“The replacement (short chain) compounds are equally persistent and have not been shown to be safe for human health,” warns researcher Arlene Blum, founder of the Green Science Policy Institute. “That’s why we need to reduce the use of the entire class of highly fluorinated compounds. The good news is there are non-fluorinated alternatives available.”
Many other packaging ingredients may be harmful
The controversy over the fluorinated toxins in fast food wrappers highlights what researchers at Carnegie-Mellon Institute say is just one part of a wider food packaging problem: Plenty of other chemicals added to food containers threaten us with cancer and other illnesses.
Plus, the researchers say the dangers from these toxins show the regulations on what can be used in food containers just aren’t adequate.
The Carnegie folks refer to these toxins as FCMs – food contact materials.
The researchers warn:2
Current regulations allow carcinogens like formaldehyde to be used in food packaging and containers. Formaldehyde can be found, at low levels, in plastic soft drink bottles as well as plastic forks, plastic spoons and plastic plates.
The current U.S. food packaging rules permit endocrine-disrupting toxins. These are chemicals that interfere with our hormones and are linked to cancer. The list includes phthalates, triclosan, tributyltin and the well-known bisphenol A (BPA).
It’s now permitted for food companies to add any of more than 4000 chemicals of questionable safety to food packaging even though the health effects of many of these toxins have not been adequately tested.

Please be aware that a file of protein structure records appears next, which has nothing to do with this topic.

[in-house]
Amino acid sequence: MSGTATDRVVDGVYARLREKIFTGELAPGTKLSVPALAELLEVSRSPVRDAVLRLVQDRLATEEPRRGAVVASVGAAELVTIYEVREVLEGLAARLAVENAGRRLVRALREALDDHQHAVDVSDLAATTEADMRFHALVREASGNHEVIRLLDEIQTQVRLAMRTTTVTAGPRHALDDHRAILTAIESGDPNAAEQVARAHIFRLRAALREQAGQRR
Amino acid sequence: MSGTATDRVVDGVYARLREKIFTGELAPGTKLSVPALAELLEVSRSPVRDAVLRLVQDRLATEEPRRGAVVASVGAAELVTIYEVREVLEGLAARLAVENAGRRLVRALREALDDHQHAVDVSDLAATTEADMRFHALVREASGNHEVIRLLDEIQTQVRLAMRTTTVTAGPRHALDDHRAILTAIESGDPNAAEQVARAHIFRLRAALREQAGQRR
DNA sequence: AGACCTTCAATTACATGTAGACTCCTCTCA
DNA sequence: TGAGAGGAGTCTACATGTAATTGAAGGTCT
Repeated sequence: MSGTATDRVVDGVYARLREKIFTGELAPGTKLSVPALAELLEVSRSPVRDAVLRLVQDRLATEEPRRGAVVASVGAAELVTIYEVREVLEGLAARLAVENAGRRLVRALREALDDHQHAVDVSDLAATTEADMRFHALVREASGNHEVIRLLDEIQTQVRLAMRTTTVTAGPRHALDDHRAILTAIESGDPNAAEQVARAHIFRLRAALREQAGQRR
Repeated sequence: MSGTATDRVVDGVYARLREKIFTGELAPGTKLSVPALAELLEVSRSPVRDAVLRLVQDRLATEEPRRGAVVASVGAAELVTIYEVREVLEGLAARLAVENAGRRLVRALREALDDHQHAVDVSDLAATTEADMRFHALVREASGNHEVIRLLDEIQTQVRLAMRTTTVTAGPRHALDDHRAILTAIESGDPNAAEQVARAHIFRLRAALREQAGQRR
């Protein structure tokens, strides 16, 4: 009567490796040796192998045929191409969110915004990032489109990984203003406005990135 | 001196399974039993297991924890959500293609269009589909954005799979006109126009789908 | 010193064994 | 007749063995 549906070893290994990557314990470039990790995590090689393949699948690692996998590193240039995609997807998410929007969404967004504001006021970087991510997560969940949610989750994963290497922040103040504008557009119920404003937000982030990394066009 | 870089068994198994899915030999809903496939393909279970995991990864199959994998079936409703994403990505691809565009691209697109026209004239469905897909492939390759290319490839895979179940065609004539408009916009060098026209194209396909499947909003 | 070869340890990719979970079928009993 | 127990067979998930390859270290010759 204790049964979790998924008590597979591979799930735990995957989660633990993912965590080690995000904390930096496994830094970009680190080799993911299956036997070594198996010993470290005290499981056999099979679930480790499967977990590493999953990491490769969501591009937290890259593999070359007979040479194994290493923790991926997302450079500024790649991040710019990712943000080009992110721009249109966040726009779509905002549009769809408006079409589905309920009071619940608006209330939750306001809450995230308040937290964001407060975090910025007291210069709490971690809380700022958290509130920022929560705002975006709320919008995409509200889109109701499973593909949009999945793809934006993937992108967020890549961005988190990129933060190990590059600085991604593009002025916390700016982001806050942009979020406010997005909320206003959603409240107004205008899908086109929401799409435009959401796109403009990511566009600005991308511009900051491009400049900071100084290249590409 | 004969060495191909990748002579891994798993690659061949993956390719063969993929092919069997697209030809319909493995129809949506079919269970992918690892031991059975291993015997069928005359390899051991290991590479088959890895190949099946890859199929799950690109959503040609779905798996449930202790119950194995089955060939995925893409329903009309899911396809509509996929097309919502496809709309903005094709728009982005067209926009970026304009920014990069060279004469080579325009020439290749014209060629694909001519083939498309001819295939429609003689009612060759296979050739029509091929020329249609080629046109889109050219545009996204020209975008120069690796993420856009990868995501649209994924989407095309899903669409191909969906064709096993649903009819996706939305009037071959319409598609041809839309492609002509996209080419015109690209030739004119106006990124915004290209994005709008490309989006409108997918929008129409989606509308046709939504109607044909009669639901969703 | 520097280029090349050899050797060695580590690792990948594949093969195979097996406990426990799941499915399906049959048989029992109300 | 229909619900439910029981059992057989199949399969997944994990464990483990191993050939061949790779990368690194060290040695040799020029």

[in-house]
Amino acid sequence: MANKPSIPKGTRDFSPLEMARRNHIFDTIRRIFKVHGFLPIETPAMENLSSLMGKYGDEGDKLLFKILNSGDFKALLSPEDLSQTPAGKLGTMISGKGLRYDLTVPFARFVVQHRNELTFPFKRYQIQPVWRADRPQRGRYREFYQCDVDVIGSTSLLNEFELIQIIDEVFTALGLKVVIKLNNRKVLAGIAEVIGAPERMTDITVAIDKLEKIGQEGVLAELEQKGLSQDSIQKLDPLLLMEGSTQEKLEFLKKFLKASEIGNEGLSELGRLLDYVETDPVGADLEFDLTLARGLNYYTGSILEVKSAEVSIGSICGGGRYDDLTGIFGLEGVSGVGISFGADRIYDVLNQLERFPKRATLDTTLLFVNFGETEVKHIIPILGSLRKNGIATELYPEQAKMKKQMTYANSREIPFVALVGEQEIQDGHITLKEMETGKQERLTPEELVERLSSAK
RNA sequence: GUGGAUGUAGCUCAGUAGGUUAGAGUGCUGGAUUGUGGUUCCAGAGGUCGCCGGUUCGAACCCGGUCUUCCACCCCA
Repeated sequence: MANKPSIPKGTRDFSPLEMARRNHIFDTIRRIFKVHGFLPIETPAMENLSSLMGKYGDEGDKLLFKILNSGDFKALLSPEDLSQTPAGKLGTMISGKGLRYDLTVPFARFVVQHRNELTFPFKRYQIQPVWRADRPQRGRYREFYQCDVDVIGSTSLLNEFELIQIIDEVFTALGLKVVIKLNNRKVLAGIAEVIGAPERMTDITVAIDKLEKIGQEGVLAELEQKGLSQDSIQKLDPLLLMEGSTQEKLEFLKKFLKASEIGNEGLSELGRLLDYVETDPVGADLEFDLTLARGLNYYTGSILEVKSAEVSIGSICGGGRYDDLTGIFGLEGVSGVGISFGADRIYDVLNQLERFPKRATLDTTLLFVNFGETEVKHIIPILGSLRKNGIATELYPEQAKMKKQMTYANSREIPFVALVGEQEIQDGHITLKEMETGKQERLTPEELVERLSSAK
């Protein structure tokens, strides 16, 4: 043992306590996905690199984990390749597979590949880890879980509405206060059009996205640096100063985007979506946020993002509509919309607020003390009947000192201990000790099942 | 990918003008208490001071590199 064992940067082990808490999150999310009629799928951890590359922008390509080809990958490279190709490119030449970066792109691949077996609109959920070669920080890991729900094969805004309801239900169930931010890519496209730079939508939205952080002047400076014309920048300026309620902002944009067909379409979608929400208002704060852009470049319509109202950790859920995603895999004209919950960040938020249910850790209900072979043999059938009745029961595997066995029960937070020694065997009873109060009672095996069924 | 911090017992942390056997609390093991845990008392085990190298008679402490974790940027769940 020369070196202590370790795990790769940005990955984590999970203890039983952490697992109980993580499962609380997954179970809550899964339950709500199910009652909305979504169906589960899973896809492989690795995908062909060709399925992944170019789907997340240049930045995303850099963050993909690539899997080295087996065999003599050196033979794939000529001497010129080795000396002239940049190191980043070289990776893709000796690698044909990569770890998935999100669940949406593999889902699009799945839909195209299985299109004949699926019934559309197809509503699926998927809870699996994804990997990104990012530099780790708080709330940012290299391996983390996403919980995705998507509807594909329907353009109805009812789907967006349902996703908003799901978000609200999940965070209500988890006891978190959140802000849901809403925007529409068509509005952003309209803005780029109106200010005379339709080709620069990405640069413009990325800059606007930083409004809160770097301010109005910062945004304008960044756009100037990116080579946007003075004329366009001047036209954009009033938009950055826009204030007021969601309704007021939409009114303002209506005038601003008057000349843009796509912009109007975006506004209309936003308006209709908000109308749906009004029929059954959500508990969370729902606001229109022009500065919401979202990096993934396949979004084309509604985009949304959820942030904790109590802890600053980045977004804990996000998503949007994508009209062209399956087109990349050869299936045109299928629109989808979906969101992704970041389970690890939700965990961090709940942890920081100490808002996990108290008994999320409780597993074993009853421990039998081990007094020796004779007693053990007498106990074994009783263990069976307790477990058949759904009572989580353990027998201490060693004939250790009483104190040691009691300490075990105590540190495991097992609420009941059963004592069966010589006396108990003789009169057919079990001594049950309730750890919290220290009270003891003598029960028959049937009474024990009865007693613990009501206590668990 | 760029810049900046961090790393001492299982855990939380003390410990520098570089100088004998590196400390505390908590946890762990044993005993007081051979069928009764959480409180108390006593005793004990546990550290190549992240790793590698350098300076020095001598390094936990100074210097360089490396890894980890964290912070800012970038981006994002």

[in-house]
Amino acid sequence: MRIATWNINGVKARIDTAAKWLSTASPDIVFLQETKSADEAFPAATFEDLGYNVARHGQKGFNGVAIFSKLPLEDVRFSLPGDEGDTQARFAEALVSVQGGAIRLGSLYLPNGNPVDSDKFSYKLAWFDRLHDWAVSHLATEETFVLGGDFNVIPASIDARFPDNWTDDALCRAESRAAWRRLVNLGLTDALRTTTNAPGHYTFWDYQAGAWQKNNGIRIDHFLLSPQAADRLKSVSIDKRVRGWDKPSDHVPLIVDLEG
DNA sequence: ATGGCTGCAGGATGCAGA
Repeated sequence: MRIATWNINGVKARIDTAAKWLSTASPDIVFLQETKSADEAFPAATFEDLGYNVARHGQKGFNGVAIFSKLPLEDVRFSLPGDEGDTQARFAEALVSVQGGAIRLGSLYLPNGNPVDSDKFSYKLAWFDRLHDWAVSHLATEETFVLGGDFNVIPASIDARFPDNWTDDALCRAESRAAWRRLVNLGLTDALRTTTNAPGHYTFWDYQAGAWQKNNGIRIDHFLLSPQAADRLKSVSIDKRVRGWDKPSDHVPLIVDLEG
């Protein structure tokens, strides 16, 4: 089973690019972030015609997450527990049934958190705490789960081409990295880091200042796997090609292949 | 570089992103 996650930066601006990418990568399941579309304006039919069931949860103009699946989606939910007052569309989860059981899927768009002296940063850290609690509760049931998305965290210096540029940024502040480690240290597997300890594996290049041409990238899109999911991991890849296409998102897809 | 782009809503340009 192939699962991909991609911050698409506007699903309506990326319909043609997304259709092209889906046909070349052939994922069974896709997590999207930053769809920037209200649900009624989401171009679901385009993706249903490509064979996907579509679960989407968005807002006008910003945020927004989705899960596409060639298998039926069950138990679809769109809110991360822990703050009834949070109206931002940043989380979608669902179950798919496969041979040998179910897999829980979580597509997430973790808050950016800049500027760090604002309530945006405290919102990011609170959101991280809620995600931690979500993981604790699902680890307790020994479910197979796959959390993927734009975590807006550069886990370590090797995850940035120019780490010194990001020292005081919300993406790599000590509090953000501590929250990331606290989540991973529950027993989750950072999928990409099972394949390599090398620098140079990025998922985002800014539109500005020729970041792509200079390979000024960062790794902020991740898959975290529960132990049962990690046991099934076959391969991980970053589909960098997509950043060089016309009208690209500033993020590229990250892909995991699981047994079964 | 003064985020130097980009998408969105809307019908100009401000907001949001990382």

According to the Carnegie-Mellon study of this problem, “Whereas the science for some of these substances is being debated and policy makers struggle to satisfy the needs of stakeholders, consumers remain exposed to these chemicals daily, mostly unknowingly.”
More problems are on the way
The toxins going into our food don’t stop with the ones I’ve mentioned.
Researchers are also alarmed about the use of nanoparticles – extremely small particles of various substances – that are often added to food and food packaging. Researchers say these particles have health consequences that still remain largely unknown.
Nanoparticles are incorporated into food packaging to make it stronger, moderate how much air gets in, and stop the growth of microbes that spoil food. They are even added to the food and drinks themselves to keep ingredients from caking and to keep bacteria from reproducing.
But nanoparticles can disrupt the activity of the cells in your digestive tract and interfere with digestion. The result can be that the body takes in too much of some food ingredients and can’t absorb others.
In lab tests on drinks sold in the supermarket that contain nanoparticles, researchers found that the particles in these beverages reduced the number of microvilli in the intestines (tiny projections that take in nutrients).3
Meanwhile, other researchers note that nanoparticles are now added to at least 1,000 different foods. Scientists at the University of Missouri-Columbia say that once the particles enter the body they can travel in the blood and lymph and make their way to the heart, liver, brain and spleen.4
It’s all pretty scary when you think about the implications for how our bodies may be affected by this continual barrage of toxins and nanoparticles.
But it makes a good argument for making sure that most of your meals and snacks consist of real food – organic meats, fruits and vegetables — foods that you prepare yourself and can buy with minimal packaging. That’s the safest course to take, as opposed to waiting for the government to “fix” things.
If you prepare your own foods, you don’t have to wonder about what unseen toxins have leached into them from their containers.
Not to overburden you with toxic scares, but our last issue also covered this subject. Artificial sweeteners are among the faux foods you absolutely need to avoid if you value your health (by the way, they also cause you to GAIN weight instead of losing it). We’re running the article again below, just in case you missed it.